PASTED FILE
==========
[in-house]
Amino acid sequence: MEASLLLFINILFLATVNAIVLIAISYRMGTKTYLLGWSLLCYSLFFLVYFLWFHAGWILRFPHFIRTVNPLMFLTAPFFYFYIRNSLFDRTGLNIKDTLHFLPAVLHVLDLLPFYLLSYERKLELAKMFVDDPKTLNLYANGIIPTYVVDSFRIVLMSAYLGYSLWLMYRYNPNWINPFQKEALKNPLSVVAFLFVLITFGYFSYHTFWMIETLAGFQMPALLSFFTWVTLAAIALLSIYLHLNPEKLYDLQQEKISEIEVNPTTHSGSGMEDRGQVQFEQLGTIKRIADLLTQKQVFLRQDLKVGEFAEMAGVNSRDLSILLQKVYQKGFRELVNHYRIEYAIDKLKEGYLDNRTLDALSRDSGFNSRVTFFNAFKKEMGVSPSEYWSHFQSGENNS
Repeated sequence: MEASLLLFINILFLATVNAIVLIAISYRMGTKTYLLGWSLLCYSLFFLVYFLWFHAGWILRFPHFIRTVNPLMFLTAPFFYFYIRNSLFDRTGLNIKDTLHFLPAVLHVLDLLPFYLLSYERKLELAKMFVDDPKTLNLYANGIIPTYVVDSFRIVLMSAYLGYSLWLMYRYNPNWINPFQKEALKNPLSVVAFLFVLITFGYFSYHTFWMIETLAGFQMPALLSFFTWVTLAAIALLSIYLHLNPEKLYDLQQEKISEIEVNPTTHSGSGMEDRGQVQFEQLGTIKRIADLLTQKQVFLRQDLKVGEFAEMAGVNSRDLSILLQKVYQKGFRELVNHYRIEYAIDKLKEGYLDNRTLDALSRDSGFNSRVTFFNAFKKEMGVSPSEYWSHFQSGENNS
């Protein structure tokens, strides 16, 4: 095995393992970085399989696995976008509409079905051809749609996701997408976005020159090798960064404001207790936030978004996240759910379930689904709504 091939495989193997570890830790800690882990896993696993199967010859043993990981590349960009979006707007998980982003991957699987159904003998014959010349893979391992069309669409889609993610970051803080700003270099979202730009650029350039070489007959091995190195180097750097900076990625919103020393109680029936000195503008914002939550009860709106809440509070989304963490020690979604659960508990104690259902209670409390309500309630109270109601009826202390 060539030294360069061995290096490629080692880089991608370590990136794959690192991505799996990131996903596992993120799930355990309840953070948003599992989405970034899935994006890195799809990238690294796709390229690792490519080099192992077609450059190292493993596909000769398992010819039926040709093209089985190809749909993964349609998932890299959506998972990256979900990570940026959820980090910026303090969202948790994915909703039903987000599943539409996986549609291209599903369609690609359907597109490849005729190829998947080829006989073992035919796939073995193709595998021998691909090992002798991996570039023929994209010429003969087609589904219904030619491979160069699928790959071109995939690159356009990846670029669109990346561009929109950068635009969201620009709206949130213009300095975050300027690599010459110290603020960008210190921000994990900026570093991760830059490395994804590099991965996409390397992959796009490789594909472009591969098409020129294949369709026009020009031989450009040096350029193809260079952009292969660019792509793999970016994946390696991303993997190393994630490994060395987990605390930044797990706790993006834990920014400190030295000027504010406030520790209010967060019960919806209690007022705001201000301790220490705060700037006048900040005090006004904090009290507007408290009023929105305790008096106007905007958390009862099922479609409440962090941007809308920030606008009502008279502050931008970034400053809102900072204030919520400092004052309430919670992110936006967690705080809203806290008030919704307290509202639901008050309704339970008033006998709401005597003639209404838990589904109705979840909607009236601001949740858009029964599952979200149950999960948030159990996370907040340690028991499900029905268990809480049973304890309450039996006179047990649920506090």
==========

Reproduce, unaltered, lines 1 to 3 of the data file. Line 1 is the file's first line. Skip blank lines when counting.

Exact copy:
[in-house]
Amino acid sequence: MEASLLLFINILFLATVNAIVLIAISYRMGTKTYLLGWSLLCYSLFFLVYFLWFHAGWILRFPHFIRTVNPLMFLTAPFFYFYIRNSLFDRTGLNIKDTLHFLPAVLHVLDLLPFYLLSYERKLELAKMFVDDPKTLNLYANGIIPTYVVDSFRIVLMSAYLGYSLWLMYRYNPNWINPFQKEALKNPLSVVAFLFVLITFGYFSYHTFWMIETLAGFQMPALLSFFTWVTLAAIALLSIYLHLNPEKLYDLQQEKISEIEVNPTTHSGSGMEDRGQVQFEQLGTIKRIADLLTQKQVFLRQDLKVGEFAEMAGVNSRDLSILLQKVYQKGFRELVNHYRIEYAIDKLKEGYLDNRTLDALSRDSGFNSRVTFFNAFKKEMGVSPSEYWSHFQSGENNS
Repeated sequence: MEASLLLFINILFLATVNAIVLIAISYRMGTKTYLLGWSLLCYSLFFLVYFLWFHAGWILRFPHFIRTVNPLMFLTAPFFYFYIRNSLFDRTGLNIKDTLHFLPAVLHVLDLLPFYLLSYERKLELAKMFVDDPKTLNLYANGIIPTYVVDSFRIVLMSAYLGYSLWLMYRYNPNWINPFQKEALKNPLSVVAFLFVLITFGYFSYHTFWMIETLAGFQMPALLSFFTWVTLAAIALLSIYLHLNPEKLYDLQQEKISEIEVNPTTHSGSGMEDRGQVQFEQLGTIKRIADLLTQKQVFLRQDLKVGEFAEMAGVNSRDLSILLQKVYQKGFRELVNHYRIEYAIDKLKEGYLDNRTLDALSRDSGFNSRVTFFNAFKKEMGVSPSEYWSHFQSGENNS